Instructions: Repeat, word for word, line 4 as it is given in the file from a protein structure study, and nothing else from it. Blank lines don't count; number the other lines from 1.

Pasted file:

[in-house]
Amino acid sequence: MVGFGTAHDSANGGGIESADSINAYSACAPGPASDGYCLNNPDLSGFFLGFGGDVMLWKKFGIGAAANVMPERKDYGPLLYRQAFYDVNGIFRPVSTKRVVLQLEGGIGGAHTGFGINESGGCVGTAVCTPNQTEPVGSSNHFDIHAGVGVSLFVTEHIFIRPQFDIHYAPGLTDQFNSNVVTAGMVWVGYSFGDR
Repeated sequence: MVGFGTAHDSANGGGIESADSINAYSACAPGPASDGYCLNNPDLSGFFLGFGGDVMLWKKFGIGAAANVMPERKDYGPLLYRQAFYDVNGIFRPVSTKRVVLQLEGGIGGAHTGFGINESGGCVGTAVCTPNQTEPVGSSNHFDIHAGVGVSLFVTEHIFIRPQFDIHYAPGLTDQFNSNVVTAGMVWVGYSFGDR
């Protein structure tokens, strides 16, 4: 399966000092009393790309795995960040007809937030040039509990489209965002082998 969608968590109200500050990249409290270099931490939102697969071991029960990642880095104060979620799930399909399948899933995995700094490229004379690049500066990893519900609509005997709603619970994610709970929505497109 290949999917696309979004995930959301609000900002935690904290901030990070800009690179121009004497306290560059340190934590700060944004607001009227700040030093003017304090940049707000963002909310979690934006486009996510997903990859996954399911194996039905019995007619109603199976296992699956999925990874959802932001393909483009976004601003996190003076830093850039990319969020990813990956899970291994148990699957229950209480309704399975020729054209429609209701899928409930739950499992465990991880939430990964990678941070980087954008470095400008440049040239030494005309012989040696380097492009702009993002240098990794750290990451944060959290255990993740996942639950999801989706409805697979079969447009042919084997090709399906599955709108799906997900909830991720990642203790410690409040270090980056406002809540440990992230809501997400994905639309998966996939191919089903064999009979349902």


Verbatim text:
């Protein structure tokens, strides 16, 4: 399966000092009393790309795995960040007809937030040039509990489209965002082998 969608968590109200500050990249409290270099931490939102697969071991029960990642880095104060979620799930399909399948899933995995700094490229004379690049500066990893519900609509005997709603619970994610709970929505497109 290949999917696309979004995930959301609000900002935690904290901030990070800009690179121009004497306290560059340190934590700060944004607001009227700040030093003017304090940049707000963002909310979690934006486009996510997903990859996954399911194996039905019995007619109603199976296992699956999925990874959802932001393909483009976004601003996190003076830093850039990319969020990813990956899970291994148990699957229950209480309704399975020729054209429609209701899928409930739950499992465990991880939430990964990678941070980087954008470095400008440049040239030494005309012989040696380097492009702009993002240098990794750290990451944060959290255990993740996942639950999801989706409805697979079969447009042919084997090709399906599955709108799906997900909830991720990642203790410690409040270090980056406002809540440990992230809501997400994905639309998966996939191919089903064999009979349902």